While more than 3.000 firefighters in northern New Mexico continue to battle the most intense active wildfire in the country, state forestry officials worry about future flash floods, landslides and destructive ash from the burning burning scars.
‘This fire has a lot of potential left in it,’ said Carl Schwope, operations director for the Southwest Fire Service, which has been battling the blaze for 52 days.
One of the fires had already been traced back to April 6, when a scheduled fire that firefighters at the US Forest Service put behind it to clear rubble and small trees went out of control.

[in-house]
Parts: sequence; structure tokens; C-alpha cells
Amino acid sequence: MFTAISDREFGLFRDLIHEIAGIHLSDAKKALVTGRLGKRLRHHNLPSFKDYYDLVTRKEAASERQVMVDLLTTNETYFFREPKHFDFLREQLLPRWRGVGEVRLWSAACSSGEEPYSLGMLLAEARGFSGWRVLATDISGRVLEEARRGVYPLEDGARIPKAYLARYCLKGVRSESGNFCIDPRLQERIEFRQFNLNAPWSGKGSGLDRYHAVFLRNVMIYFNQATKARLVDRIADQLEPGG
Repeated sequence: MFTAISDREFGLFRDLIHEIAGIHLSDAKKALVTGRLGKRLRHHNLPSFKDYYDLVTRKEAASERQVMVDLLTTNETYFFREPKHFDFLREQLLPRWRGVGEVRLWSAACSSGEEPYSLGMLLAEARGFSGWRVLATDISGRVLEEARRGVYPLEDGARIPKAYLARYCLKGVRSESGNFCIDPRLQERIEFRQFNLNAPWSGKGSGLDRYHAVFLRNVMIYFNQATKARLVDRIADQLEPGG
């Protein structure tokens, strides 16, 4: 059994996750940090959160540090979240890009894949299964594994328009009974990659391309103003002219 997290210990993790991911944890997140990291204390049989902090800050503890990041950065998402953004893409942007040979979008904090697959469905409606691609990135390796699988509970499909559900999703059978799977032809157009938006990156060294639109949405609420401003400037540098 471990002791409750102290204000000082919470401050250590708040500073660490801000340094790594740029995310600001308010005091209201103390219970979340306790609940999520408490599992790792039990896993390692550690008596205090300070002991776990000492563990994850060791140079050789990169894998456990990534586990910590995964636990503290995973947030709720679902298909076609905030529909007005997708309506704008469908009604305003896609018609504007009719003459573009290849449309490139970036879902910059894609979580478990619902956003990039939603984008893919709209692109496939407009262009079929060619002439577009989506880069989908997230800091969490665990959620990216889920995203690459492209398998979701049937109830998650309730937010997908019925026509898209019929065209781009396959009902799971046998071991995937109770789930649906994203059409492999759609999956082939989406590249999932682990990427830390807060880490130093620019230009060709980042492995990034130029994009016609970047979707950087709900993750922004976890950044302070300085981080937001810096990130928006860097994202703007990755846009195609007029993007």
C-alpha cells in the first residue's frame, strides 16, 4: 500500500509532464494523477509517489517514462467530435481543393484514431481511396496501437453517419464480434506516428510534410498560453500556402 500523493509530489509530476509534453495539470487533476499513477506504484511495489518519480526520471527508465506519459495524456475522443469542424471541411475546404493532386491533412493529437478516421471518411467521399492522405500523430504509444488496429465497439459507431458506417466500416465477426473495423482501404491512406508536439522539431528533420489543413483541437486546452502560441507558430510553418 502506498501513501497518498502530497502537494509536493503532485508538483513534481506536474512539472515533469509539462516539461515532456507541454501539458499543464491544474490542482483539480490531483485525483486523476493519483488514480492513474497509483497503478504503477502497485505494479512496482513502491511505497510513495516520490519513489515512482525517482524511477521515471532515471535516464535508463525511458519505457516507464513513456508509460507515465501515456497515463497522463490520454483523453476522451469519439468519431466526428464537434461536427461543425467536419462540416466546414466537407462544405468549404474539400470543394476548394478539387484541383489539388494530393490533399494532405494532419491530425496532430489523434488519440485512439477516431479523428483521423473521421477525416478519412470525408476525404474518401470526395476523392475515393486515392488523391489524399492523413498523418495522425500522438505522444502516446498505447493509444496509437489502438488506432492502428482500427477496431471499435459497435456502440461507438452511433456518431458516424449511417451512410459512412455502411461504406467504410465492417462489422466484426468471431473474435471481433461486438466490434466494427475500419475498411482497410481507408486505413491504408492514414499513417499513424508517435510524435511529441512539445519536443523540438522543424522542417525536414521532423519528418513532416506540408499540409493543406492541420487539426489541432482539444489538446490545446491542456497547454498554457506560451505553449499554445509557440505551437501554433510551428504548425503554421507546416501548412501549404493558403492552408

Two fire-stricken areas merged to form a huge flaming fire at the southernmost point of the Rocky Mountains in the Sangre de Cristo Mountains.
In Colorado, tank planes and helicopters helped battle a new wildfire in the southern part of the Conejos River, the U.S. Forest Service said.
Initial estimates put the fire at least 330 homes destroyed, but state authorities anticipate that the number of houses and other structures that have burned will rise to more than 1.000 if further evaluations are carried out.
A hazard assessment by the Forest Service and the U.S. Geological Survey suggests some scorched areas at the fire in New Mexico could see heavy debris streams as they get around 25 inches of rain within 15 minutes.